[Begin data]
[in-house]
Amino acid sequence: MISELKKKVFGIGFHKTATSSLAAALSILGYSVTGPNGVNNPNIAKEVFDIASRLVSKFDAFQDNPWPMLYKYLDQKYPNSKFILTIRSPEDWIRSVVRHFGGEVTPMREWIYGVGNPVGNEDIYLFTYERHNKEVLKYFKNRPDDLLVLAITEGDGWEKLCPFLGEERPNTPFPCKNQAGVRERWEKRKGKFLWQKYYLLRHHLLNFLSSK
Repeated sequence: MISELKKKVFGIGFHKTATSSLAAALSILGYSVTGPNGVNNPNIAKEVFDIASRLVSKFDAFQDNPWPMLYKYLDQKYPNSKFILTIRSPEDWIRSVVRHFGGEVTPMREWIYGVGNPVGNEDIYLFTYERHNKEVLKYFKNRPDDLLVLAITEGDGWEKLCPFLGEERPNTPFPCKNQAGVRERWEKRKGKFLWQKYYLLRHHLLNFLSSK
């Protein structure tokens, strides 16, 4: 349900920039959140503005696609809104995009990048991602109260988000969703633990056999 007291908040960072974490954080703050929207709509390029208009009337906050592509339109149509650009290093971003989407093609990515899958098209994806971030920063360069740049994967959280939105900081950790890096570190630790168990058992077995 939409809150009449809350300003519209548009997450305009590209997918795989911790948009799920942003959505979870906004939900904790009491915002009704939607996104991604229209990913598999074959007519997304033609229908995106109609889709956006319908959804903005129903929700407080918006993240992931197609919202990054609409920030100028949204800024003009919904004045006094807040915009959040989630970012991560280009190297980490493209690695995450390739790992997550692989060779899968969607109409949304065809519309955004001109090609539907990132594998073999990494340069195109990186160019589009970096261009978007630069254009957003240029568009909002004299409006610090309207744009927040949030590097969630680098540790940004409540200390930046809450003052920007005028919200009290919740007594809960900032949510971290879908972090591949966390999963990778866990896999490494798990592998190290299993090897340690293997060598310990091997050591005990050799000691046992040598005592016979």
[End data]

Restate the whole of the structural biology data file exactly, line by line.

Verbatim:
[in-house]
Amino acid sequence: MISELKKKVFGIGFHKTATSSLAAALSILGYSVTGPNGVNNPNIAKEVFDIASRLVSKFDAFQDNPWPMLYKYLDQKYPNSKFILTIRSPEDWIRSVVRHFGGEVTPMREWIYGVGNPVGNEDIYLFTYERHNKEVLKYFKNRPDDLLVLAITEGDGWEKLCPFLGEERPNTPFPCKNQAGVRERWEKRKGKFLWQKYYLLRHHLLNFLSSK
Repeated sequence: MISELKKKVFGIGFHKTATSSLAAALSILGYSVTGPNGVNNPNIAKEVFDIASRLVSKFDAFQDNPWPMLYKYLDQKYPNSKFILTIRSPEDWIRSVVRHFGGEVTPMREWIYGVGNPVGNEDIYLFTYERHNKEVLKYFKNRPDDLLVLAITEGDGWEKLCPFLGEERPNTPFPCKNQAGVRERWEKRKGKFLWQKYYLLRHHLLNFLSSK
């Protein structure tokens, strides 16, 4: 349900920039959140503005696609809104995009990048991602109260988000969703633990056999 007291908040960072974490954080703050929207709509390029208009009337906050592509339109149509650009290093971003989407093609990515899958098209994806971030920063360069740049994967959280939105900081950790890096570190630790168990058992077995 939409809150009449809350300003519209548009997450305009590209997918795989911790948009799920942003959505979870906004939900904790009491915002009704939607996104991604229209990913598999074959007519997304033609229908995106109609889709956006319908959804903005129903929700407080918006993240992931197609919202990054609409920030100028949204800024003009919904004045006094807040915009959040989630970012991560280009190297980490493209690695995450390739790992997550692989060779899968969607109409949304065809519309955004001109090609539907990132594998073999990494340069195109990186160019589009970096261009978007630069254009957003240029568009909002004299409006610090309207744009927040949030590097969630680098540790940004409540200390930046809450003052920007005028919200009290919740007594809960900032949510971290879908972090591949966390999963990778866990896999490494798990592998190290299993090897340690293997060598310990091997050591005990050799000691046992040598005592016979």